This comment, made by a recruiter at a conference I attended a couple of years ago, points to the need for educators to engage in best practices in all aspects of their job search. If you are to stand out in a candidate pool that might number in the hundreds of applicants, you simply must do more than only what is required by the application process.
What does initiative look like in the job search?
Seek knowledge about the district and school you are applying to. Spend at least 30 minutes browsing the website of the district you are applying to. You need to know what their mission is, what their challenges are, and how you can contribute to those objectives. And while you’re at it, look at the website of the specific school if they have one. It doesn’t hurt to recognize the names and faces of key players in the hiring process, and you’ll often find them on a district or school website.
Stay in touch with others in the field. Written thank you notes or follow up with employers is an under-practiced skill. Personal follow up shows that you paid attention to the names of the people you’ve had contact with; that you appreciate their time; and most importantly, that you want to work for them. In addition, stay in contact with others who have been instrumental in your educational preparation. Take the time to thank them in writing or give them a phone call. It will make you stand out and leave a favorable impression.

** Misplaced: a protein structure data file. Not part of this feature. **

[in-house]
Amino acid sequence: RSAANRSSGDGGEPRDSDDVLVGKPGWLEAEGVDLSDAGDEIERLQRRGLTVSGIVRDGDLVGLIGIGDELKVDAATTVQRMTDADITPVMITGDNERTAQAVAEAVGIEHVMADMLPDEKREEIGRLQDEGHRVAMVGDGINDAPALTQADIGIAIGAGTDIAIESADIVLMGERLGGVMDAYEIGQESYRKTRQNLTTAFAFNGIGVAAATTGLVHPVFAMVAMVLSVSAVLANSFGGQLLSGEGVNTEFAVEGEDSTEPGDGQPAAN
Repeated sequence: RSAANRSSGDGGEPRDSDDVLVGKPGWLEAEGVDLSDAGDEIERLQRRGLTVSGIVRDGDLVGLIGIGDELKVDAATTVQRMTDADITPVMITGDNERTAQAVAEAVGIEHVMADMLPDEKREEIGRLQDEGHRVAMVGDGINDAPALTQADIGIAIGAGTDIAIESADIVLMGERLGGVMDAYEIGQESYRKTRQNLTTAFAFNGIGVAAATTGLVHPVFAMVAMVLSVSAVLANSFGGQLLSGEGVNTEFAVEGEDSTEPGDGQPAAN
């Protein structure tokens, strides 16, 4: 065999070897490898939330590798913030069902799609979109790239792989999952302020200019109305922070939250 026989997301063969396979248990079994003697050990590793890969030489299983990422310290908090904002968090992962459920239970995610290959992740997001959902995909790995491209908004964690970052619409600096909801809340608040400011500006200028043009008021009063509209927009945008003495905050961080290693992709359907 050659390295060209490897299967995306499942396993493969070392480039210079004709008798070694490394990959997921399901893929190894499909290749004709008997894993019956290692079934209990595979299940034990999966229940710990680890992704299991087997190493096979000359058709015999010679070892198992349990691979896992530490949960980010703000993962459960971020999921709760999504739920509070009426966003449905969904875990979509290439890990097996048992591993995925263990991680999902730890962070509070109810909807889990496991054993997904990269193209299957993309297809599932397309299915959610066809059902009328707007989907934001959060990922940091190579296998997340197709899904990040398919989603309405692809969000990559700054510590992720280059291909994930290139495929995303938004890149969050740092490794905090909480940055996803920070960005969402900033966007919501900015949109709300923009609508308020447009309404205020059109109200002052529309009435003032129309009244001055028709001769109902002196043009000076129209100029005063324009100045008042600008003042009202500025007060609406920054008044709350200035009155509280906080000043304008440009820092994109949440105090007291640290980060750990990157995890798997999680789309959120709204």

Join a professional association and participate in it. If you become actively involved, you’ll gain access to colleagues, information about education best practices, and job leads. Launching your professional life starts now, whether or not you’re currently employed. Many professional associations allow students to maintain their memberships even after graduation.
There is no room for “average” in a job search. You send the wrong message to a prospective employer if you only do what is required, even if you do it well. Meet the employer’s expectations for applicants, and then exceed them. Move your grade from “C” to “A” by bringing innovation and thoroughness to your job search strategy.
Assistant Director of Programs and Training
Center for Calling & Career
Northwestern College, St. Paul, MN
The opinions expressed in Career Corner are strictly those of the author(s) and do not reflect the opinions or endorsement of Editorial Projects in Education, or any of its publications.